STEP 1: QUESTION, OBSERVE, AND ASSESS
Do you find yourself getting caught up in constant battles over screens? Is it hard to get your kids off those tablets or video games when you ask them to? Do you find your kids are obsessed with their electronics? Botch their homework to get back to that Minecraft as soon as possible?
Have you caught them lying or sneaking around to get access to their screens? Do your kids wake up tired and exhausted from being up until 2 am chatting with their friends on text or any social media? Are you starting to notice them withdrawing from family life and responsibilities?
Do you find your child can’t stop when you ask him or her to, and they always want “just a bit more”? Do they lose it on you when you tell them that it’s enough? Have you noticed a drastic drop in motivation to do anything, yet they’re highly focussed, even obsessed, with getting back to their phones or tablets?
D0 they complain about being bored all the time if they are not on their screens? Has their phone become another body part that you need to pry out of their hands with a crowbar? Have you thought to yourself “geez he’s reacting just like a drug addict”?
Does your young child have nightmares, and scared of sleeping alone? Does he or she have frequent emotional meltdowns that seem out of control and excessive, stemming out of nowhere? Is your child rude and disrespectful despite your best efforts to teaching proper manners? And you wonder where they learn all this? Is your child exhibiting inappropriate sexual behaviours or language?
Do these scenarios seem way too familiar? If so, read on. WARNING: This article is NOT about banning screens from our lives. It’s about using them wisely and responsibly to enhance our children’s lives rather than hindering them.
- Here you can find a good Self Assessment Questionnaire regarding your child’s media use. The questions will also help you see what you need to pay attention to. Media Use History- Self Assessment Questionnaire for your Family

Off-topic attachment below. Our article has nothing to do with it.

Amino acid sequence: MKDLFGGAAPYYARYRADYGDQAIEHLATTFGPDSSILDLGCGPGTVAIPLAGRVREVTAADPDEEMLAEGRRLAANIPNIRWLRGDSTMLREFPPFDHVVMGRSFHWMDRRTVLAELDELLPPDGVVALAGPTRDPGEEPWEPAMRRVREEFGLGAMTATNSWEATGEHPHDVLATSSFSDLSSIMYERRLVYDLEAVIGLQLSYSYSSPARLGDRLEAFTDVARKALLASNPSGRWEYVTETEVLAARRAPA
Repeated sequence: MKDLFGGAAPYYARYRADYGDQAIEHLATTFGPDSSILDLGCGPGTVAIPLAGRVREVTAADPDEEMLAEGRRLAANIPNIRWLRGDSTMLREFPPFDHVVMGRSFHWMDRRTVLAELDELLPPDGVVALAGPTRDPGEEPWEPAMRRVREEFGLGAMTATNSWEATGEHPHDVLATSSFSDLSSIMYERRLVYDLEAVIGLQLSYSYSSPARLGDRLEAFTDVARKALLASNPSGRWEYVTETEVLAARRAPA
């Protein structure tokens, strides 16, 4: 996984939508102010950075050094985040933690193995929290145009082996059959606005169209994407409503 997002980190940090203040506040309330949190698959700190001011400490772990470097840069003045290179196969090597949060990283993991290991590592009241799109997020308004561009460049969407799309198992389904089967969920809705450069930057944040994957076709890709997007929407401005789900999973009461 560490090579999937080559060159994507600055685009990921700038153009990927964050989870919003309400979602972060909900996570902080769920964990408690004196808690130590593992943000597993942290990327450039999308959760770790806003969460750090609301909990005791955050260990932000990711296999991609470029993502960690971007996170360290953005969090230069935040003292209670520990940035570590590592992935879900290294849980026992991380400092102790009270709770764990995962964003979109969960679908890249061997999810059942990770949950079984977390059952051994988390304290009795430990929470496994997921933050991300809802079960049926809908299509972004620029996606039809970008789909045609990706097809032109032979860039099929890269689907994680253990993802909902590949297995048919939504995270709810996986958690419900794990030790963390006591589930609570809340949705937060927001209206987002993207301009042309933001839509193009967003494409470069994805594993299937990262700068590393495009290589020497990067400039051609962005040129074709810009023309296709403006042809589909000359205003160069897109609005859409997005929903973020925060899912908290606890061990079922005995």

- Electronic Screen Syndrome. Does your child exhibit some of these symptoms? Read this article.
The best way to prepare and protect our children from the “hazards” of screens is to first understand the harm that can be done, the good that can come of media use, and how to discern the good from the bad. Once we have all the information, it is then easier to make informed choices, which are best suited for our families.
STEP 2: EDUCATE, INFORM, AND MAKE CONNECTIONS
I’ve researched quite a few websites and compiled a few resources and thought I’d share them with you. They can also be found in the Resource section of this site, where you can also discover other valuable links.
- Information on these sites helps parents understand the negative impact media has in their children’s lives while also offering tips on managing time spent with various media:
- This key article that has grabbed many’s attention. The conclusions and recommendations still seem to be ignored by many families and the education system, who still allow way too much exposure to screens despite the clear adverse effects of extended exposure. Media and Children – American Academy of Pediatrics
- Why screens are robbing our kids from healthy development. In this article, you will see how screens cannot replace play and what benefits actual play has on child development. How bypassing play or replacing it with screens, while thinking it’s the same, can cause severe developmental challenges in c.hildren. Why the iPad is a bigger threat to our children than anyone realizes
- This article is a brief summary of the AAP article mentioned above. Children’s Media Use is a Health Concern
- Discover the structural damages to the brain caused by too much screen time in Gray Matters: Too Much Screen Time Damages the Brain
- Children, Adolescents, Obesity and The Media (American Academy of Pediatrics, AAP)
- Clinical Report: The impact of social media on children, adolescents, and families (American Academy of Pediatrics)
- Media use by children younger than two years (AAP Policy Statement- Great recommendations for all ages)
- Children, Adolescents and the Media (AAP Policy Statement)
- Sexuality, Contraception, and the Media (AAP Policy Statement)